An Insight Into Whaling Attack

An Insight Into Whaling Attack

We hear phishing attack stories that start from someone receiving an email with a request to change password or to answer a quiz to win a grand prize leading to personal and financial information being compromised. Even after all the incidences that we hear about, we still tend to display carefree attitude and roll our eyes at the likelihood of being a victim. This ignorant behavior of ours motivates attackers to create more advanced attacks.

In lieu of phishing attacks, hackers have come with an advanced version named whaling attack. In this, the attacker uses social engineering to fool users into exposing information like financial data, personal details, customer information, or sometimes even make them do a wire transfer to someone they trust.

What is a Whaling Attack?

It is a targeted attempt to steal confidential information from a company by tricking executives into disclosing employee’s personal information. To accomplish the attack senior management personnel who have full access to sensitive data such as CEO, CFO and other executives are targeted.

How is it Performed?

Whaling attack is like phishing attack, but the way it is performed makes it stand apart from the rest. Attackers usually target organizations and employee data. They send out fraudulent emails from trusted email addresses of higher authorities that makes them appear legit and indirectly forces the executive to share confidential information of an employee. Whaling emails are personalized and often include names, job titles and basic details that make the communication look genuine. Not only this attacker even spoofs corporate logo, phone numbers, and other details to make them look real without any suspicion.

As these attacks are designed to target selected people and the mail is sent out to only those few, it is hard to detect. Plus, they don’t use malicious URLs or attachments to get data.

To perform the attack scammers, gather information like how company’s email system work, how are the emails structured and written, and creates a copy of them to convince the victim into believing the legitimacy of the communication. These message look like they have been sent from a senior manager’s email account, and asks for a money transfer or sharing of confidential files and employees detail.

To get access to the e mail address attackers either send phishing emails to CEO’s, CFO’s email account or they create a spoofed domain that looks like the actual one. Once the initial setting is done attackers send out email from compromised email account or the spoofed domain.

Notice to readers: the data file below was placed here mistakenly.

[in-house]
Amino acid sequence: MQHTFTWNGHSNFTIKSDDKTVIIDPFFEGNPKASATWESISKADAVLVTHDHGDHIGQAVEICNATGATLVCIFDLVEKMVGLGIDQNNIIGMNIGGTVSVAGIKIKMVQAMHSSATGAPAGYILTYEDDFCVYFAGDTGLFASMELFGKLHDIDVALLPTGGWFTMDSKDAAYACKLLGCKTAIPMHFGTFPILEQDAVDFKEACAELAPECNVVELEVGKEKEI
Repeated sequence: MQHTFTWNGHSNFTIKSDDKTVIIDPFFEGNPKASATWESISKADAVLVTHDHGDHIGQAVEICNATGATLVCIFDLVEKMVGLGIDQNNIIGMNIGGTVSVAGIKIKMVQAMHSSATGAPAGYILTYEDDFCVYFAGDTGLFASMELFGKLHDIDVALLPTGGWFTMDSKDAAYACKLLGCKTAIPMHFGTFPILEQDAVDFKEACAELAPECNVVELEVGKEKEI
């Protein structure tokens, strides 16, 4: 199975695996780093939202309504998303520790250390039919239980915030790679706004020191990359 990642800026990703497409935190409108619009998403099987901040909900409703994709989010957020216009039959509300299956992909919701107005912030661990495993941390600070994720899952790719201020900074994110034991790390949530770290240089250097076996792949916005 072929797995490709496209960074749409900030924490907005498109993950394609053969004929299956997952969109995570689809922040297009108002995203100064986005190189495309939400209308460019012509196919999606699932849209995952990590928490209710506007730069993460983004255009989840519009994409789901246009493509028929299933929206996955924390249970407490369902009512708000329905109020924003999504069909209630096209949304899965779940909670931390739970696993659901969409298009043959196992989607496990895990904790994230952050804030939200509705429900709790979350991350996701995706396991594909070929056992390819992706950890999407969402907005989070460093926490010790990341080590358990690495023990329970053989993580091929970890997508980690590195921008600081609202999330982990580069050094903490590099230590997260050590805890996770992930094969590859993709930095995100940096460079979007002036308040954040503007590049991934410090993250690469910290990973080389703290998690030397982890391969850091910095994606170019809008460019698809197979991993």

This is all done because they know if an email is received from a trusted source there’re less chances of suspicion and they can easily achieve what they desire to from the fake email.

How to identify a whaling attack?

It is difficult to identify whaling attack but not impossible. To detect it you can follow certain guidelines.

1.Uses email address of CEO or CFO: As discussed whaling attack targets small groups within a company and the attackers uses email addresses of CEO or CFO to disguise.
2.Absence of links and attachments: Attackers while performing whaling attack don’t send links or attachments as it is an old trick. Instead they send out well written emails so that they can surpass the phishing mail filter and no one can detect them easily.
3.Requests a Wire Transfer: Whaling emails target finance employees to wire transfer money.

Also Read: What Can Businesses Learn From Data Breaches?

How to stay protected

Although there’s no single way or strategy to prevent such attacks, but by following certain tips the risk can be reduced. Here are a few tips for you to stay protected:

Educate senior employees: All company employees should be educated about whaling attacks and how to detect them. They should be trained to identify spoofed email address, mails that sound too real to be true are spam and they should not trust an email without cross questioning or talking with the concerned person either on call or in person.
Avoid sharing personal information publicly: Create private profiles avoid mentioning details like your birthday, hobbies, friends, and addresses on public profiles. The best way is to apply privacy restriction on your profile.
Identify emails sent from outside the network: Whaling attack is hard to identify as the sender’s email address look genuine. Therefore, the best way to stay safe is to check if the mail is sent from outside the network or vice versa.
Apply two-factor authentication to stay safe.
Use a verification process before transferring the funds like use a face-to-face verification or phone verification.
Use email filtering system to identify and flag similar looking mails.
Run mock whaling attacks to train employees.

Also Read: Cross Tenant Cloud Computing Attack: A Myth Or Reality?

Hope this information is useful and you stay safe from being a victim to whaling attacks.

Attacks become prevalent due to our ignorance and errors, if we educate ourselves well in time we can reduce the risk of being attacked. It’s not that the hackers are smart it just that we are ignorant and don’t take right measured in time even when we know that we can be the next victim.

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